Writing excellent back cover copy doesn’t happen by accident. Using a formula of sorts can help you. There are five parts to really excellent back cover copy (plus one extra for cozy mysteries). Back cover copy is an incredibly important marketing tool for your book. It includes a hook to grab the reader’s attention. It then hits the core elements of the plot in the most enticing manner possible. This copy is the second thing a potential reader will use to judge whether or not the book is for them (first is the cover). Just like a teaser from a television show or a movie trailer, the back cover copy in a book gives the potential audience enough about the story to pique their interest. It is what draws them in and gets them to commit to reading the first page (which is the third step in a reader’s decision-making process). Here are the five steps for writing really excellent …

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Creating compelling characters is, in great part, contingent on how those characters engage with the plot. Do things happen TO them? Or do things happen BECAUSE of them? A character to whom things happen is not nearly as interesting as a character who makes things happen. Keep reading for three tips to writing compelling characters who are active participants in their stories. Character Study Let’s look at a character study, first: Ivy Culpepper is the amateur sleuth from my Bread Shop mysteries in Kneaded to Death. Scenario One Ivy’s mother has just died. She returns home to be with her father and brother. She starts taking a bread making class for no particular reason. One of the classmates dies. The bread shop owner, Olaya, is a suspect. Although Ivy likes Olaya, she doesn’t want to get involved and chooses not to. A few clues happen to appear in her path. The police find the clues, too, and the case is …

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Writing a scene takes thought. Before starting, it is a good idea to ask yourself a few questions. This will help you hone in on the core elements of the scene you are planning, and will (hopefully) make it much easier to write. Today I have 6 questions to ask yourself before writing a scene. 1. What is the purpose of your scene?a) Will it advance the plot? If so, how?b) Will it introduce a new character or develop an existing      one? If so, how?c) Will it develop the romance (if there is one)?d) If you are writing a mystery, does it introduce a clue or   a suspect or a red herring?e) does it introduce a conflict? If so, what? 2. What characters will be in the scene? Try not to over-populate a scene. Too many characters make it difficult for the reader to follow. 3. What is the conflict in the Scene?a) is it internal (throwing an obstacle in the way of the  …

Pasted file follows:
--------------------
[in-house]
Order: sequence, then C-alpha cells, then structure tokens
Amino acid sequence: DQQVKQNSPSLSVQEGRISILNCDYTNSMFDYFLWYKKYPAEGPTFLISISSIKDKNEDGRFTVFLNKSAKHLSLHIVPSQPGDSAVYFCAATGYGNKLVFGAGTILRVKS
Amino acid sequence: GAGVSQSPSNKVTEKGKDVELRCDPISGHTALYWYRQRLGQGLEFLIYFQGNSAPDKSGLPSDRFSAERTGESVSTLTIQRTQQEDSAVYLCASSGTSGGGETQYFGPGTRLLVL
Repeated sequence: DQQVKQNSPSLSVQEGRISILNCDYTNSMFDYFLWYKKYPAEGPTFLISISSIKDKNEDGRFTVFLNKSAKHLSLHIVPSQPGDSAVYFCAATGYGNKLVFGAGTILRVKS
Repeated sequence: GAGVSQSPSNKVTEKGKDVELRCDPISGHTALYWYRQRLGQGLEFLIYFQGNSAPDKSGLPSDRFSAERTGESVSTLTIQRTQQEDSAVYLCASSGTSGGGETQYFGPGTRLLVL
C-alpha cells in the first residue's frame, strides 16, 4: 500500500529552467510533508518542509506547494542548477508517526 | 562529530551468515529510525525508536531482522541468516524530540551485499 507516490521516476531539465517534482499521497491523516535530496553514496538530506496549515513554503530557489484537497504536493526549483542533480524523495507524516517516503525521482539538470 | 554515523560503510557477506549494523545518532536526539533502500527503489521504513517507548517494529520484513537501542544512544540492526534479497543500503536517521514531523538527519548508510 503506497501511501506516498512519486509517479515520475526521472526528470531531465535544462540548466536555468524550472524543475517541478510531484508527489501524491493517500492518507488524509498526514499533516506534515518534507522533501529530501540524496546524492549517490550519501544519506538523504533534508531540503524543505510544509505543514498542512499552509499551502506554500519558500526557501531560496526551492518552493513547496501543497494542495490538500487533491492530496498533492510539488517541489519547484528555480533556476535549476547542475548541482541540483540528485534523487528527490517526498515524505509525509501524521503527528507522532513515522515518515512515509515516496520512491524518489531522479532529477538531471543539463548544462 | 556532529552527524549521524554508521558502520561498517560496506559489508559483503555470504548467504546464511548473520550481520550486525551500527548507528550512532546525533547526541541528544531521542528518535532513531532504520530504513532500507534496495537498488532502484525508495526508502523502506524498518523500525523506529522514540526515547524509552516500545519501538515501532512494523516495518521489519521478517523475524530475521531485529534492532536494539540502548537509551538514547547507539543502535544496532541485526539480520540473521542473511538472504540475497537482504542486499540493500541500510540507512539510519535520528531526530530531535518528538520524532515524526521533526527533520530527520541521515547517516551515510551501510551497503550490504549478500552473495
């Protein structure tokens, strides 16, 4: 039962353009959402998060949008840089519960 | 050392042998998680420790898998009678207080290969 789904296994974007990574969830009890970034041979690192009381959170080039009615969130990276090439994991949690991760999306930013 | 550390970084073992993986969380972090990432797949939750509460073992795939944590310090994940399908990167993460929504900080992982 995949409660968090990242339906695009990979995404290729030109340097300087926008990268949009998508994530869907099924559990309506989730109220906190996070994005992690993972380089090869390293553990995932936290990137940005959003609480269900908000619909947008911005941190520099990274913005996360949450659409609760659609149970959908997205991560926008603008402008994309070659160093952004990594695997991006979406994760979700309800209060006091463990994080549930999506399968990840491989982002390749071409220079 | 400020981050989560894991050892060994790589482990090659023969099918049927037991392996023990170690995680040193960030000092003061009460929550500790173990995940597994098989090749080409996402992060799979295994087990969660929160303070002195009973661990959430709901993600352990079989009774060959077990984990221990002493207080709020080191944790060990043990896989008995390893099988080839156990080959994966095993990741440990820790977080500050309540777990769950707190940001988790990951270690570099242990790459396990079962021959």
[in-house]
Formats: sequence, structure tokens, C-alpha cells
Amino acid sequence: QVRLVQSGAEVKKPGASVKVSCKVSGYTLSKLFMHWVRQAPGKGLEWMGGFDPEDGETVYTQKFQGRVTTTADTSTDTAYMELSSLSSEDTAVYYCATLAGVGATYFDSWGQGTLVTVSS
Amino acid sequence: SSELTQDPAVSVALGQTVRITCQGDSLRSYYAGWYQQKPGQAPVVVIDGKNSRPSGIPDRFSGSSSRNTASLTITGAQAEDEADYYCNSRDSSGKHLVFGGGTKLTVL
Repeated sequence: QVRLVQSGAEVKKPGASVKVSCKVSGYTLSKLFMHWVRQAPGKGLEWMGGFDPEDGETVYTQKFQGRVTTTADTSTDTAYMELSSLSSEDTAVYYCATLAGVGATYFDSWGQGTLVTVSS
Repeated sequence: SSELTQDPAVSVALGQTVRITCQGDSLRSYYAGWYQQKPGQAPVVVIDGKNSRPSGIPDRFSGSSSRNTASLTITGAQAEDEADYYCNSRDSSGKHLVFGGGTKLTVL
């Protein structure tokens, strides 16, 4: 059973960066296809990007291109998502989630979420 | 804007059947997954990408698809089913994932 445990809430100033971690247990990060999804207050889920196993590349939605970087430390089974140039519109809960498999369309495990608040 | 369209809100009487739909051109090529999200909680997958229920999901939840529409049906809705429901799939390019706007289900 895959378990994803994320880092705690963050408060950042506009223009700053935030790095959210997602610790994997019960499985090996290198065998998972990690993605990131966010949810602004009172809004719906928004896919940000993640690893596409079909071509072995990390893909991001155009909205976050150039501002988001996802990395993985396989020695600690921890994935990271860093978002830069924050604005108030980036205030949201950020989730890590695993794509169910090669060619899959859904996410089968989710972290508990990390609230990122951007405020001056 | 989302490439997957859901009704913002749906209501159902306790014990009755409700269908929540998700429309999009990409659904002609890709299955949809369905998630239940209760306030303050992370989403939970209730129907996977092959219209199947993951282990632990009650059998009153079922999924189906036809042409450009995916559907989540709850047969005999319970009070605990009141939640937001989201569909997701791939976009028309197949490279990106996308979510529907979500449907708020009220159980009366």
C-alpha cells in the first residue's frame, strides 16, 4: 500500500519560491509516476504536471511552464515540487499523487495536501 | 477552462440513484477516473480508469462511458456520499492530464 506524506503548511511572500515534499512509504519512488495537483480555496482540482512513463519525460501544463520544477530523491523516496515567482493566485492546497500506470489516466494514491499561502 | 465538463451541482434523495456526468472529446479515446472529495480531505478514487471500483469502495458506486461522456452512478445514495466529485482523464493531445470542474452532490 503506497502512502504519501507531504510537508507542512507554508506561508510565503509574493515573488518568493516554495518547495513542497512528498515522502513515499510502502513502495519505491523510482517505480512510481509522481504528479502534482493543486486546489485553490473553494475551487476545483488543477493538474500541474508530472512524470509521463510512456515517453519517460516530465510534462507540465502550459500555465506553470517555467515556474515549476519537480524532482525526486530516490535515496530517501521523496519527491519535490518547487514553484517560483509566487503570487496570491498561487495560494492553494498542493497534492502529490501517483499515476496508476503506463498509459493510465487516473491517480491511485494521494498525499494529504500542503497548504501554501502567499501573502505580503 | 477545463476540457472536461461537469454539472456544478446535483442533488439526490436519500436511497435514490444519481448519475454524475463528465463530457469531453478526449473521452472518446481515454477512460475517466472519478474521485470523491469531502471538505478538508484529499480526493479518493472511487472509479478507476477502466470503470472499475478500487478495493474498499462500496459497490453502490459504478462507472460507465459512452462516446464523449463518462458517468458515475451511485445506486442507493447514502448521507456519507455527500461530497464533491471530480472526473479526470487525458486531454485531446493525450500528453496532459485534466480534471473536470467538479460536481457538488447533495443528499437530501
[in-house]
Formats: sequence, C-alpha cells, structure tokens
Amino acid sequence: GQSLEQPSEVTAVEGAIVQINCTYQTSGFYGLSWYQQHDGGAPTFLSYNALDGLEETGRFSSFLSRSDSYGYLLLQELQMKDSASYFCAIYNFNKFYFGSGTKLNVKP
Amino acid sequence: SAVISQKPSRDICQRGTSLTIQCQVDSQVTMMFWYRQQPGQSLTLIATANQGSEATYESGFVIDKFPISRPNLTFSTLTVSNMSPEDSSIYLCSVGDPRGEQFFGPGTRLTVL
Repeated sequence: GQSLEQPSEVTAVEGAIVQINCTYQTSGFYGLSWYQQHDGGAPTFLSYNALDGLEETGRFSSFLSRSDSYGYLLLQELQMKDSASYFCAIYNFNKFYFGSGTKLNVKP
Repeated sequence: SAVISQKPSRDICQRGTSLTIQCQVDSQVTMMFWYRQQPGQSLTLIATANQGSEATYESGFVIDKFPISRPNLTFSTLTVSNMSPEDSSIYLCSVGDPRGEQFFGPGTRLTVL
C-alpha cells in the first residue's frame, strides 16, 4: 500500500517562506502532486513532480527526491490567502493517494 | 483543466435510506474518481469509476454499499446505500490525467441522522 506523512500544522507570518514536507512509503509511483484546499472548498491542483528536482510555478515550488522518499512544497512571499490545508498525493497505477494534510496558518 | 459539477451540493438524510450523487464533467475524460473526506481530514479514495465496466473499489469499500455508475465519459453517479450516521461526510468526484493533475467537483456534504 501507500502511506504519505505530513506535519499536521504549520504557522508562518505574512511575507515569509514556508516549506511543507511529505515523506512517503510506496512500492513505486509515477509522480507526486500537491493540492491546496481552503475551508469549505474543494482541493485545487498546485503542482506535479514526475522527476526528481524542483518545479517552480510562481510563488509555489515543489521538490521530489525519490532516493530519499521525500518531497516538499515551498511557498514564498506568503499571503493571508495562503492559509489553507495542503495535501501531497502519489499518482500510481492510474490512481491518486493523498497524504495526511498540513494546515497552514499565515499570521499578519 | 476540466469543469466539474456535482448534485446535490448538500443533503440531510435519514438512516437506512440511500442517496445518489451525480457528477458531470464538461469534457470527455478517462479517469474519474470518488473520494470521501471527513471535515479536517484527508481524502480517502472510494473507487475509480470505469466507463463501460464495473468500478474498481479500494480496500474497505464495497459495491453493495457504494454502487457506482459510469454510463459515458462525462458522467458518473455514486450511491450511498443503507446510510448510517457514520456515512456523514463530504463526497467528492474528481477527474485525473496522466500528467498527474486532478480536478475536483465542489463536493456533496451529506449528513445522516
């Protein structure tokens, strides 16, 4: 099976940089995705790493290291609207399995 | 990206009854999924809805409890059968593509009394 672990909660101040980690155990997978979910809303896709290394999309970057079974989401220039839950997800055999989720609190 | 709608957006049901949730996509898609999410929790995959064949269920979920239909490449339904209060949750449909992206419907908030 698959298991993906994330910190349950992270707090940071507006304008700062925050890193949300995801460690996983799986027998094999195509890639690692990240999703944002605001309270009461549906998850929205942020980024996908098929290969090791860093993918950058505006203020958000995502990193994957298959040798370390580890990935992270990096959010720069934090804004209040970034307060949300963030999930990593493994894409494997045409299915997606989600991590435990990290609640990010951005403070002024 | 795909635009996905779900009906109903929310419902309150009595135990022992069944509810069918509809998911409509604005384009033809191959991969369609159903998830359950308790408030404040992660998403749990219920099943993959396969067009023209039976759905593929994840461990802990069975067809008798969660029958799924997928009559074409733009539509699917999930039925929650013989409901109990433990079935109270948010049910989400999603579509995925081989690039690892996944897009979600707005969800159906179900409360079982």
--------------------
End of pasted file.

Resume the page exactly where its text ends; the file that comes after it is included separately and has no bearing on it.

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Deep POV is a technique that moves the reader so far into a character’s head that they are completely engrossed. It is the surest means to grab your reader’s attention… and keep it. It’s also sometimes called Limited 3rd, meaning you are in only one person’s head through an entire scene, and the reader sees everything through that lens. There are 4 steps needed when establishing Deep Point of View. SHOWING vs. TELLING First, let’s take a broad stroke look. When an author writes in Deep POV, they are showing, not telling. The author uses all the sensory details (what the character is seeing, tasting, etc), but more than that, it goes into the POV character’s mind, showing how he/she FEELS and WHAT he/she THINKs. It also helps develop voice because Deep POV avoids AUTHOR INTRUSION at all cost! This means there are no:      • He thought, she thought, I thought, I could see, he felt, etc. The …

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What makes a book a page-turner? It’s easy to say it is the plot and the characters that keep readers turning the pages. That is definitely part of it, but when you really think about it, it’s the killer scenes, one after another after another that make a story compelling. The end of one scene draws the reader into the next scene. That doesn’t happen by accident. A good writer knows the elements of a scene and how to construct it to keep the reader engaged and turning the page. Here I have 6 Tips for Writing a Killer Scene. First, what is a SCENE? You have to understand what something is before you can really get better at it. So let’s take a look at the definition: SCENE (n) A story unit containing a single and continuous dramatic action. Okay. Easy enough.  Or is it? It is when you really dig and analyze the parts of a scene that …

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Writing may be your passion. It is certainly mine. It can, however, take you on a roller coaster of emotions. It can bring up emotions we aren’t necessarily prepared to deal with. It can be mentally exhausting. By the end of a really great writing day, my brain is, simply put, tired. Add to that moments of doubt. Those doubts may manifest through questioning our ability, maybe our talent, and sometimes even wondering whether or not we should be devoting this much time to something so unsure…something that may not make us any money in the end. We tend to work alone, which can be isolating. So much of the time, we live in our heads, creating characters and conflict and entire worlds there, all to the exclusion of living in the real world. Regular people don’t really understand what that’s like. Only fellow writers tend to really ‘get’ what other writers go through. Below is my Top Ten List …

Top 10 List of Writing Tips Read more »